• It produces a dose-dependent reduction in serum and scalp
DHT levels to a greater degree than that seen with finasteride,
and is more effective in stimulating hair regrowth in MPB.
• Dutasteride is currently marketed at a 0.5 mg dosage for BHP
and it is not licensed for treatment of MPB.
• Sexual side effects are more common with dutasteride, and
are also dose related, but appear to be reversible on
Medical treatment for FPHL
• Topical minoxidil has been shown to arrest hair loss or to
induce mild to moderate hair regrowth in approximately 60%
of women with FPHL.
• A clinical trial comparing 5% and 2% formulations of minoxidil
found a mean increase in non-vellus hair counts after 48
weeks of 18% and 14%, respectively.
• Currently, only 2% topical minoxidil solution is FDA approved
for the treatment of "women with thinning hair.“
• Five percent topical minoxidil solution has been evaluated in
women with FPHL and was found to be significantly more
effective than placebo by both target area hair counts and
• There was a trend towards superior efficacy of 5% topical
minoxidil solution over 2% topical minoxidil solution but this
was not consistently statistically significant.
• Topical minoxidil solution works in those women with FPHL
both with and without hyperandrogenism and in young and
old, pre- and postmenopausal women alike.
• Either 2% or 5% topical minoxidil solution appears safe to use
in women with FHPL, with the only additional risk of the 5%
topical minoxidil solution over the 2% topical minoxidil
solution being a higher incidence of facial hypertrichosis.
• Hypertrichosis tends to occur over the cheeks and forehead as
vellus, not terminal hair and disappears within 4 months of
stopping the drug.
• Although this may be related to inadvertent spreading to the
face after local application to the scalp, this may also be a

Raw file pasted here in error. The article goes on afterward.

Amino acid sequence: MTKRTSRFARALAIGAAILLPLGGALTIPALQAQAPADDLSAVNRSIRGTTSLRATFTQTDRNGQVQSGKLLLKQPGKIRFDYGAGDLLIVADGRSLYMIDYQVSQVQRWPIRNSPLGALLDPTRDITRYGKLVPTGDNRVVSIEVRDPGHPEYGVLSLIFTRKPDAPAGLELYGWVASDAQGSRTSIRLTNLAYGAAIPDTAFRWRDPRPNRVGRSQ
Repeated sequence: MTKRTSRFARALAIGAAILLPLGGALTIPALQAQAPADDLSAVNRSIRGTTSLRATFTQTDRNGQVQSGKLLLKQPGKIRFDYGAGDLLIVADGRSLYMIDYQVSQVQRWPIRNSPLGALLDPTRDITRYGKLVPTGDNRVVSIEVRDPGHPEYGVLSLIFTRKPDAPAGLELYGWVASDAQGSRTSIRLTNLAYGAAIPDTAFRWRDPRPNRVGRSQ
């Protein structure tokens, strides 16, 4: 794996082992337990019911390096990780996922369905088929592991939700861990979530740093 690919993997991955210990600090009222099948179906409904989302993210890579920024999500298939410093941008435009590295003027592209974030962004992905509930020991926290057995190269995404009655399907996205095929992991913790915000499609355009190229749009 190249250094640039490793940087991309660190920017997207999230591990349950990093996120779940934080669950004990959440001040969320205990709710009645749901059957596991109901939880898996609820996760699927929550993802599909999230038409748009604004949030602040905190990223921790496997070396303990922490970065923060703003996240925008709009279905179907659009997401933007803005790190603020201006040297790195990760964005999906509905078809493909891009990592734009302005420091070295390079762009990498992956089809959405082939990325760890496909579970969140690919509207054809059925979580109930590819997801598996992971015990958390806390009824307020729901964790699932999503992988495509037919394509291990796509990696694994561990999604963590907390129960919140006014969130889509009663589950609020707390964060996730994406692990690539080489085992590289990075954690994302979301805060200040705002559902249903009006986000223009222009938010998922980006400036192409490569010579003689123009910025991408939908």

result of hypersensitivity to low levels of systemic absorption
• Oral antiandrogen therapy with cyproterone acetate,
spironolactone or flutamide is widely used in the treatment of
FPHL although there is a dearth of clinical trial data.
• Spironolactone is a synthetic steroid, structurally related to
aldosterone, which acts by competitively blocking androgen
• It also weakly inhibits androgen biosynthesis.
• Several studies have demonstrated the efficacy of
spironolactone in the treatment of hirsutism.
• There are no controlled trials in FPHL.
• Dosage ranges from 100 to 300 mg/day.
• Side effects are dose related and include menstrual
irregularities, postmenopausal bleeding, breast tenderness or
enlargement, and fatigue.
• Spironolactone has the potential to feminize a male fetus and
women should not become pregnant while taking
• Cyproterone acetate is an androgen receptor blocker and
• subset analysis showed some increase in hair density in
women with clinical evidence of androgen excess, suggesting
that antiandrogens may be more effective in women with
• There are no dose-ranging studies, but most practitioners use
cyproterone acetate 50–100 mg/day for the first 10 days of
each menstrual cycle.
• For postmenopausal women, cyproterone acetate may be
used continuously, with or without oestrogens.
• Flutamide is a non-steroidal antiandrogen that acts by
inhibiting androgen uptake and by inhibiting nuclear binding
of androgen within the target tissue.
• One study suggested that flutamide is superior to cyproterone
acetate and finasteride in the treatment of androgenetic
• In a double-blind, placebo-controlled study involving almost
100 postmenopausal women with FPHL, 1 mg finasteride was
found to be no better than placebo.
• Subsequent case reports and a case series have reported
benefits in both pre- and postmenopausal women, but
teratogenicity remains a relative contraindication to use in
• Nonmedical approaches can provide cosmetic relief to men
and women with thinning hair if medical treatments are not
indicated, not effective, or not desired by the patient.
• They can also be used as adjuvant therapy.
• Tinted powders, lotions, and hair sprays can all provide a
cosmetic covering of the scalp in areas of scalp hair thinning
and can be useful in camouflaging it.
• Wigs, hair pieces, and hair extensions can be used to cover a
• Advances in the technology of these prostheses have made
their use much more acceptable.
• A variety of surgical techniques have been developed for
treating pattern hair loss, of which hair transplantation is the
most widely used.
• All involve redistributing terminal hair to the balding areas so
the number of terminal hairs remains the same.
• In skilled hands, and with careful patient selection, good
cosmetic results can be obtained.
• Surgery is the only treatment that can improve hair coverage
on totally bald scalp, and quickly restore hair.
• Patients over the age of 25 years are preferable.
• Predictive value of future hair loss is much lower for
individuals between the ages of 15 and 25 years of age and